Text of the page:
Lyneham shown within Oxfordshire
|Population||184 (2001 census)|
|OS grid reference|
|Sovereign state||United Kingdom|
|Post town||Chipping Norton|
|EU Parliament||South East England|
Lyneham Camp or The Roundabout is a former Iron Age hill fort about 1.5 miles (2.4 km) northeast of the village beside the A361 road. It was excavated in 1956. About 250 yards southwest of the hill fort is Lyneham long barrow, which was excavated in 1894. The barrow is of Cotswold-Severn type (NGR SP299175, OXF 6) and contains two chambers. Northwest of the barrow is a standing stone that it is believed was originally part of the barrow.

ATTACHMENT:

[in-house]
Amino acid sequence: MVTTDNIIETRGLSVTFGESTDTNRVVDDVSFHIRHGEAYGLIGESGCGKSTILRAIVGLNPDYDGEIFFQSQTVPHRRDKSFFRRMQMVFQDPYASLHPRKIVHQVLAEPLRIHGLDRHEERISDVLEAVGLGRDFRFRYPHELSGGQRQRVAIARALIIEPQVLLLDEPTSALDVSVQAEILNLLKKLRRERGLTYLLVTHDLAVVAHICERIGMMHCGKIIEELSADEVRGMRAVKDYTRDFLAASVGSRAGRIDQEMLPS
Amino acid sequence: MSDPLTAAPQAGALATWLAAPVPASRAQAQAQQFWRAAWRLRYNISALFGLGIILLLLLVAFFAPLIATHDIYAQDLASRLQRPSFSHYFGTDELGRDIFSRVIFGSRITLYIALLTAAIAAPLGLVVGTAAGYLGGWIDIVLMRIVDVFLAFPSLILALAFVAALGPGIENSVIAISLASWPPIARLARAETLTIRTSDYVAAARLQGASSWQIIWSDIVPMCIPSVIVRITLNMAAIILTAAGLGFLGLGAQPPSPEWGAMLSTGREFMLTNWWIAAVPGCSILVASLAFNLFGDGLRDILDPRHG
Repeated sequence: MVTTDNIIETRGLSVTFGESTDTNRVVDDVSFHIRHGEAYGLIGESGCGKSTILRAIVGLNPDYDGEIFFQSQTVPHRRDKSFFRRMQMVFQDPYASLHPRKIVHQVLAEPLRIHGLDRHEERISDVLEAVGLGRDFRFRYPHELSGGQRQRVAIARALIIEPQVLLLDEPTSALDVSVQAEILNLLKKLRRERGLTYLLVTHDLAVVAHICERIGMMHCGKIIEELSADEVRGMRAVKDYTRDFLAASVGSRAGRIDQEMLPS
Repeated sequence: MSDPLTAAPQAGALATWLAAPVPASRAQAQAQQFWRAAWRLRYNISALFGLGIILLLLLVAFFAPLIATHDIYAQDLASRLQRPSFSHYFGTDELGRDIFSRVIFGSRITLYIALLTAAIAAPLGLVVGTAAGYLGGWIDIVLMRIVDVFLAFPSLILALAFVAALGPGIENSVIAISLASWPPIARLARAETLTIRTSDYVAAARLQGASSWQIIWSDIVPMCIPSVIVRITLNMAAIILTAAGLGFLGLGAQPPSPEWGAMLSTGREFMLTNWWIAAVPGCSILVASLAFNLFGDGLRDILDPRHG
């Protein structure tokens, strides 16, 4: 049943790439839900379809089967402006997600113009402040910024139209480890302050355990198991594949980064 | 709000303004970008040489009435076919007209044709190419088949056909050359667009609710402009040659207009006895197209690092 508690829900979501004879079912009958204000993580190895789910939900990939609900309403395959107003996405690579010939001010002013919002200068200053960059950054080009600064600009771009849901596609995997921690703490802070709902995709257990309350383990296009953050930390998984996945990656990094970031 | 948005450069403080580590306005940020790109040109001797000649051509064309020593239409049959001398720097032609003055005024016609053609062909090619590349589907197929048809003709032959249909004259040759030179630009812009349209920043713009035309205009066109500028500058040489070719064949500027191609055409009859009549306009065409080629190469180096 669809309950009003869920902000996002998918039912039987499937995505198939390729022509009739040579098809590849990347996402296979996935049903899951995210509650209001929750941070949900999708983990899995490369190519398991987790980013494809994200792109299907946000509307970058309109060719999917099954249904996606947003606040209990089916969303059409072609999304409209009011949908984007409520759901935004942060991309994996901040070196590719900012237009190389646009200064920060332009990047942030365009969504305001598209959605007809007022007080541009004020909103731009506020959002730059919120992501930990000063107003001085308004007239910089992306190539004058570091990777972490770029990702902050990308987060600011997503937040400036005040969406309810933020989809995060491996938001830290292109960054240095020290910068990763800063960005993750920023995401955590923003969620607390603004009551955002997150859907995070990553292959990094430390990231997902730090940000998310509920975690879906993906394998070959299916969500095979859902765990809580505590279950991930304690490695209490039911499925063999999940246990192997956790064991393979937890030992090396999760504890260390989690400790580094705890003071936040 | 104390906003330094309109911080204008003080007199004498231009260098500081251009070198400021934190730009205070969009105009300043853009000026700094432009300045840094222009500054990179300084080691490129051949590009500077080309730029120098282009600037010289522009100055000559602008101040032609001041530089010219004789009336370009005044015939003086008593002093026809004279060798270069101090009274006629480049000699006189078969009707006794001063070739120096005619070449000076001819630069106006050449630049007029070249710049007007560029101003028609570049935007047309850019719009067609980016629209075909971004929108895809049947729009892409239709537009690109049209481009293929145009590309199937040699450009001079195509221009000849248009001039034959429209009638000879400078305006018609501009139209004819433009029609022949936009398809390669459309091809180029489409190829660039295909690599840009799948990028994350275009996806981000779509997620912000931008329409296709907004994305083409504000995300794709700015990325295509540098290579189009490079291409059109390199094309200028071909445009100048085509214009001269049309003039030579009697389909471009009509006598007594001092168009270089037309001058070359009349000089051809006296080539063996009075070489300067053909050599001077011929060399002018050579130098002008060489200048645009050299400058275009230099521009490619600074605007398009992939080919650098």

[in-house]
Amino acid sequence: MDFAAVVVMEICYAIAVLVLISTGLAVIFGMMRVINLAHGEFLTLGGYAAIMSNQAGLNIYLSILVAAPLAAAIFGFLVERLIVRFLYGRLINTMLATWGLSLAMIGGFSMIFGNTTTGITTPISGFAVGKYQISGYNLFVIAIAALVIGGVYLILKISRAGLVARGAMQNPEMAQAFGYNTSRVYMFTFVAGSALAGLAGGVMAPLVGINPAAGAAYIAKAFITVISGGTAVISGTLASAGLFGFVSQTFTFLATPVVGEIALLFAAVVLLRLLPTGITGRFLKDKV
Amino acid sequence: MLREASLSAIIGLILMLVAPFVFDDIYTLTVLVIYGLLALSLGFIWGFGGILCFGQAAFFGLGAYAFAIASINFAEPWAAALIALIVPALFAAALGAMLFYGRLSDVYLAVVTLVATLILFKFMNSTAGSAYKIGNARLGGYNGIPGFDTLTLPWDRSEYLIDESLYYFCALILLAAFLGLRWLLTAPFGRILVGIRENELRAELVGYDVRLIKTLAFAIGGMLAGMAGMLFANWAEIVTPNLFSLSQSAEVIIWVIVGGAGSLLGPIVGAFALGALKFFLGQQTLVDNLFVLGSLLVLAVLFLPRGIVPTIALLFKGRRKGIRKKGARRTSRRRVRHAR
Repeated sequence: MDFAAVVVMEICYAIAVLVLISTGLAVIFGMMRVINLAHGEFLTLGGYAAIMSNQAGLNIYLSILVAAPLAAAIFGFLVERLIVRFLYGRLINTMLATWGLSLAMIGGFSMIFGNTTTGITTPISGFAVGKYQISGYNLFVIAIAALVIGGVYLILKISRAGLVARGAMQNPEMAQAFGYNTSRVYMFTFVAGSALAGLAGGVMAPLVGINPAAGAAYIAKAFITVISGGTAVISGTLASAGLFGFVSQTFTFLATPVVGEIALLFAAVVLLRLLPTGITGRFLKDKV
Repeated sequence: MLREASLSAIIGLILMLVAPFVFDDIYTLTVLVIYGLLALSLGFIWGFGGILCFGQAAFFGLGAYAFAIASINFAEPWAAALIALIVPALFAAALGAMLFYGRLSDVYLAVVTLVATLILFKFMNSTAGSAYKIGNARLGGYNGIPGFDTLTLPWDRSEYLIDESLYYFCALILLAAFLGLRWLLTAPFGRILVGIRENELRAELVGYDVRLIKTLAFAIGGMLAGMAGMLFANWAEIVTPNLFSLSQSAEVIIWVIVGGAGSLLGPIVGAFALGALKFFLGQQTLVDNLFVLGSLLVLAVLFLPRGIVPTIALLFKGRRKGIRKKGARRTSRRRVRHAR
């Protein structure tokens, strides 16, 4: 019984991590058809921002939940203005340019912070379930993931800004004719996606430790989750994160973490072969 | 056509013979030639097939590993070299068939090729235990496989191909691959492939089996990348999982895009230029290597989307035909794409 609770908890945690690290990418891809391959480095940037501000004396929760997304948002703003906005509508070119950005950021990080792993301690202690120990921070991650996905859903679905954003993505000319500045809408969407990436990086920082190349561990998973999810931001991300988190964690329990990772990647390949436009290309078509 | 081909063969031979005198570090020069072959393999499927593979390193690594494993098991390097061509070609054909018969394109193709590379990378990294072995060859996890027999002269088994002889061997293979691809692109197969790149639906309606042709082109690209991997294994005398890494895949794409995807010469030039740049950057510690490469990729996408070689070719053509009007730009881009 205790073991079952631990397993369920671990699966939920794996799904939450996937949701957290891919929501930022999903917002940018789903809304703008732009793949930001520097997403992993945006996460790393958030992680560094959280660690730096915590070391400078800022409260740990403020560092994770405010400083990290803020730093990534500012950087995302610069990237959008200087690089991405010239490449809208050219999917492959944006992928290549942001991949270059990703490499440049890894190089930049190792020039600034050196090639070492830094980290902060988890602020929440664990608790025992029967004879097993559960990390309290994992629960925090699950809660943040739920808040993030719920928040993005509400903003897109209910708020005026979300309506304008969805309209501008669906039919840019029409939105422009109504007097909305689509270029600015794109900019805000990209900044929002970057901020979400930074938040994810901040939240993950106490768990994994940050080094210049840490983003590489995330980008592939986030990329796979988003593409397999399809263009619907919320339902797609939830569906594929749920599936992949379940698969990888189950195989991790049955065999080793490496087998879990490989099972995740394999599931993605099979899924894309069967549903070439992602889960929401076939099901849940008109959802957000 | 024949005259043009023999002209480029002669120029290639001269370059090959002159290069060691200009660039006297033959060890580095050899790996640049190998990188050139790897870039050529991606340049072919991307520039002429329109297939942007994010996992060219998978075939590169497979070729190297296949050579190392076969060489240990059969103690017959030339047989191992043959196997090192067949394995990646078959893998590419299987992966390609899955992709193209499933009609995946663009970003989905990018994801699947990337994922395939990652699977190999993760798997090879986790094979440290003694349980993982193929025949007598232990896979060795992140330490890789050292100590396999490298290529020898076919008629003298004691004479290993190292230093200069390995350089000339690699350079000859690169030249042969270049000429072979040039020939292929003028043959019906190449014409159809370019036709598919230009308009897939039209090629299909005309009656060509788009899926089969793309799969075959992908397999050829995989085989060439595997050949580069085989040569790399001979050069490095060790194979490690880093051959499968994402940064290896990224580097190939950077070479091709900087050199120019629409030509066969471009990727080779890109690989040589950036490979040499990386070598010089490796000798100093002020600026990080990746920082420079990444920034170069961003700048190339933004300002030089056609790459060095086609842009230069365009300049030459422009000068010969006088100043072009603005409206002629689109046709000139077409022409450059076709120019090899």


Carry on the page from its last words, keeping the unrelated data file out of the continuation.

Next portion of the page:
Lyneham was a chapelry of the Church of England parish of Saint Mary, Shipton-under-Wychwood until 1895. It was then transferred to the parish of Saints Simon and Jude, Milton-under-Wychwood. The church of Saint Michael and All Angels was built in Lyneham in 1907. It was a corrugated iron building, colloquially called "tin tabernacle". It ceased to be used for worship early in the 1970s and was demolished in 1975.
- "Area selected: West Oxfordshire (Non-Metropolitan District)". Neighbourhood Statistics: Full Dataset View. Office for National Statistics. Retrieved 30 March 2010.
- "Site Name: Lyneham". Oxfordshire's Historic Archives. Ashmolean Museum. Retrieved 29 March 2011.
- Benson, Don; Whittle, Alasdair (2007). The neolithic Cotswold long barrow at Ascott-under-Wychwood, Oxfordshire. Oxford: Oxbow Books. p. not cited.
- Oxfordshire Churches & Chapels website: Lyneham
Media related to Lyneham, Oxfordshire at Wikimedia Commons
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